Therefore, it is typical for businesses to experience negative cash flow within this stage, which eventually leads to the production and marketing of the product being stopped to minimise costs whilst the price is cut to clearance to sell off the final batch of units.


Now, it’s very important to understand that a business can actually prolong the life cycle before it enters the decline stage through product extension strategies. If you consider the life cycle of coca cola, when they hit maturity stage they have had many strategies over the years to extend their brand and core product.

This is typically through something called a line extension. Examples of this include: Diet Coke, which is one of the most famous line extensions for the company mainly targeting females to purchase the famous soft drink then as the trend grew and health concerns around sugar became more serious, they tried to attract males to a sugar free alternative by introducing coca-cola zero.

Other line extensions include cherry coke and more recently in 2014 coca cola life, which had a very short life cycle and was taken off sale in 2017 just 3 years after its release in the UK so coca cola could simplify the choice between sugar and sugar free options.


Examples of extension strategies are:


  • Advertising – try to gain a new audience or remind the current audience

  • Price reduction – more attractive to customers

  • Adding value – add new features to the current product, e.g. improving the specifications on a smartphone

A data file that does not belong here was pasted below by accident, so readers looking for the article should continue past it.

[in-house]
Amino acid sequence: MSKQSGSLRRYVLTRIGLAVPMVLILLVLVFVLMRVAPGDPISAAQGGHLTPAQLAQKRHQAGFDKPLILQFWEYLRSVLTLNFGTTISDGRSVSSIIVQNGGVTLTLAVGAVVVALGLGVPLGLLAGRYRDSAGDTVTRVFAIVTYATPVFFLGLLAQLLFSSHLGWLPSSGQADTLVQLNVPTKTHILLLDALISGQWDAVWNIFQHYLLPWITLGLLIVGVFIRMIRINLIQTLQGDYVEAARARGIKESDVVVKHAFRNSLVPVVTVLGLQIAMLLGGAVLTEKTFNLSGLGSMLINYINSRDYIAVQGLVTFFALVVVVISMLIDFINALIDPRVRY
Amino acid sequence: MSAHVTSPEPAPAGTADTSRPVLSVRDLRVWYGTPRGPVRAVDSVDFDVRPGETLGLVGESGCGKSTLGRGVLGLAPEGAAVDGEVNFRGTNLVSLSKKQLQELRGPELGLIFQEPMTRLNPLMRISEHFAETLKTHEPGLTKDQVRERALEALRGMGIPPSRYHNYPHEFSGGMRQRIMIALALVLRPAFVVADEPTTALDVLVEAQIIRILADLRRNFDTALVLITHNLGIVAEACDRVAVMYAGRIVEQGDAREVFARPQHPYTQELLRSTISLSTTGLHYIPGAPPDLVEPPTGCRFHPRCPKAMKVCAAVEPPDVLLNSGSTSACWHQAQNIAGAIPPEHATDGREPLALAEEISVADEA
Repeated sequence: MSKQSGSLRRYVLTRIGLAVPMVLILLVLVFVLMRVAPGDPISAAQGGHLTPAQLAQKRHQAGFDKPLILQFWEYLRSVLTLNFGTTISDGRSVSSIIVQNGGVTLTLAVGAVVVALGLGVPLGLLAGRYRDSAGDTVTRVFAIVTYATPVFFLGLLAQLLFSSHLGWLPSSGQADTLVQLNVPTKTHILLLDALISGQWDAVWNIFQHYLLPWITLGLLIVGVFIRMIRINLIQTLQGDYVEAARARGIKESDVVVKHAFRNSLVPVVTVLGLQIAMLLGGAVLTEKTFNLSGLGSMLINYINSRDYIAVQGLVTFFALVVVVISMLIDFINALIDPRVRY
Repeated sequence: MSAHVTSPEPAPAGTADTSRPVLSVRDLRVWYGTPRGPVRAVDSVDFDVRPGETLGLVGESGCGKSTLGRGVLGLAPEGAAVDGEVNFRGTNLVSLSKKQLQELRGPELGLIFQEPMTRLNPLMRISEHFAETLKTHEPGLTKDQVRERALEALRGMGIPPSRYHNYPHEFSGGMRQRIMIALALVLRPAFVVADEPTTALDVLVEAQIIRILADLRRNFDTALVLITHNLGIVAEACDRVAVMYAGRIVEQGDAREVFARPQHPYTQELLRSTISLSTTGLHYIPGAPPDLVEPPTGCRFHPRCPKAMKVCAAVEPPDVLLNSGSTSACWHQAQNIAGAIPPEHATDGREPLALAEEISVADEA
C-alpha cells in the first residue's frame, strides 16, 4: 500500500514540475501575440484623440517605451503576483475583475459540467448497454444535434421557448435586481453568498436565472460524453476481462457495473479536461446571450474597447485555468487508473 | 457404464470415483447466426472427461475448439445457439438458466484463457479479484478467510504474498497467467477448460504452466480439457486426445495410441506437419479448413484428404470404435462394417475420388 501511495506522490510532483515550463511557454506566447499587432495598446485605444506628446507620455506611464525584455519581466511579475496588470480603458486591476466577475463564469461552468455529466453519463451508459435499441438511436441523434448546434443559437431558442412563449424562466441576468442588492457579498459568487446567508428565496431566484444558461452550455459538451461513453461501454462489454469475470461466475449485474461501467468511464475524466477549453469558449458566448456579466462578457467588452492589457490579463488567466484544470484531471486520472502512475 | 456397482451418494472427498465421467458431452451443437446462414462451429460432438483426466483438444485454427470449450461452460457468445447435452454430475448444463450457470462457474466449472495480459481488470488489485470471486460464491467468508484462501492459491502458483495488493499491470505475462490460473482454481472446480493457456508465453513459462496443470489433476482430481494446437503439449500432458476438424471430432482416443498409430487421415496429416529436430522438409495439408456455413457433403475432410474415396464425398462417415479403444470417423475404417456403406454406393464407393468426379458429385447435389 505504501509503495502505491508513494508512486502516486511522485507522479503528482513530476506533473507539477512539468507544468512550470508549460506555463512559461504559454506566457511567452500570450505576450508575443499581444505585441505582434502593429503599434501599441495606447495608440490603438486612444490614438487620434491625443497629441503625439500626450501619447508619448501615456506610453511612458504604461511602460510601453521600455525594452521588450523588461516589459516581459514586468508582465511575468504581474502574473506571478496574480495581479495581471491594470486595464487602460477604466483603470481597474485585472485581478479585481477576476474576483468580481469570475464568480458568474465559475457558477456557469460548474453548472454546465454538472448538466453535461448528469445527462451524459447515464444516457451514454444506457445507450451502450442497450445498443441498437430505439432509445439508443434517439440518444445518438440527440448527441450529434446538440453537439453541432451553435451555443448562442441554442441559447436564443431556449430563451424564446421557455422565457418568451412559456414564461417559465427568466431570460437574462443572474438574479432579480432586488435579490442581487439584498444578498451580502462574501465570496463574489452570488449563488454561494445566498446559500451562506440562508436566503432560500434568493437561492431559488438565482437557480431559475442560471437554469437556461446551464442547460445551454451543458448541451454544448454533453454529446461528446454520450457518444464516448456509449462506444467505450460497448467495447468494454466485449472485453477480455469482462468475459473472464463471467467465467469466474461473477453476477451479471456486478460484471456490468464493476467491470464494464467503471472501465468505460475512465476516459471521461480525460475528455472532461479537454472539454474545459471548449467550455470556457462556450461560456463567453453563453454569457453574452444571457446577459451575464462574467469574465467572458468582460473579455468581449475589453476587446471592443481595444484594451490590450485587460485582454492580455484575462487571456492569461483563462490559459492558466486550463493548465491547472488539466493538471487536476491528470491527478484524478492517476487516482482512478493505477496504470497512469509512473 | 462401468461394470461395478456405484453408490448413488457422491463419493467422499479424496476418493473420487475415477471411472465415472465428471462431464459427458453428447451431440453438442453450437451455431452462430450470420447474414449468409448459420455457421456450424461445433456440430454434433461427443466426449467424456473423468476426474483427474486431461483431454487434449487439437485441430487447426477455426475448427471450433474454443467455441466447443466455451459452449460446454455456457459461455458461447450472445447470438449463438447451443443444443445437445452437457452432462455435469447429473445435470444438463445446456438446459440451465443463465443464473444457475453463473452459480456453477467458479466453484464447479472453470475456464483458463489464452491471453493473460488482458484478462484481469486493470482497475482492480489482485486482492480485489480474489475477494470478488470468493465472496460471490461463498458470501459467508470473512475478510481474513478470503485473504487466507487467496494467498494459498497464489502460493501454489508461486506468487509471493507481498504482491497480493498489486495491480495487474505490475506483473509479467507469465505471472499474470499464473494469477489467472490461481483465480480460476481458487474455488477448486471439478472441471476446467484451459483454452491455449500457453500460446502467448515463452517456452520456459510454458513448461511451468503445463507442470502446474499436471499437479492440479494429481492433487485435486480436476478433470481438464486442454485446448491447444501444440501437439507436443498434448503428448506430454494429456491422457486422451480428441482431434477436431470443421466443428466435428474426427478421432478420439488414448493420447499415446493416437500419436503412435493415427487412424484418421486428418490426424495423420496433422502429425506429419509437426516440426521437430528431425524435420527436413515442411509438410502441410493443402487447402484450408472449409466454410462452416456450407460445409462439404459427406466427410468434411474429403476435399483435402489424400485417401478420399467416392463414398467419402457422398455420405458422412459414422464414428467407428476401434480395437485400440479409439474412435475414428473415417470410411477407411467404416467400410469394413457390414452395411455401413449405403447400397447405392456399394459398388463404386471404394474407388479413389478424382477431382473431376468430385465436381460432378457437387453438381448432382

• Explore new markets – selling the product into new geographical areas or creating a version targeted at different segments

  • New packaging – brightening up old packaging or subtle changes

  • So Apple’s iPhones were introduced to the market in 2007, reporting 1.39 million sales.


They hit the growth stage fairly quickly, increasing from 1.39 sales in their first year to 11.63 million sales in 2008. An increase of 836%.

Apples iPhones continued to growth for 8 years, from 2008 to 2015. Surprising having their biggest growth in their final year of this stage in the product life cycle. A staggering increase of 62 million sales on top of 2014’s 169.22 million sales.

However, what you can clearly see from 2016 onwards is the iPhone hitting the maturity stage, within which sales actually decreased for the first time ever, a 19.34 decrease in unit sales in comparison to the previous year.


As you can see, sales in 2016 to 2018 have plateaued, a clear indicator that the iPhone is currently in the maturity stage. So the question is, after a very strong first decade, what's left for the Apple iPhone, will the product remain in maturity for the next decade, with sales continuing due to product extension such as new models, could it possibly grow again or will Apple actually innovate a brand new concept which will cause the iPhone to enter the decline stage just like the iPhone did to the iPod.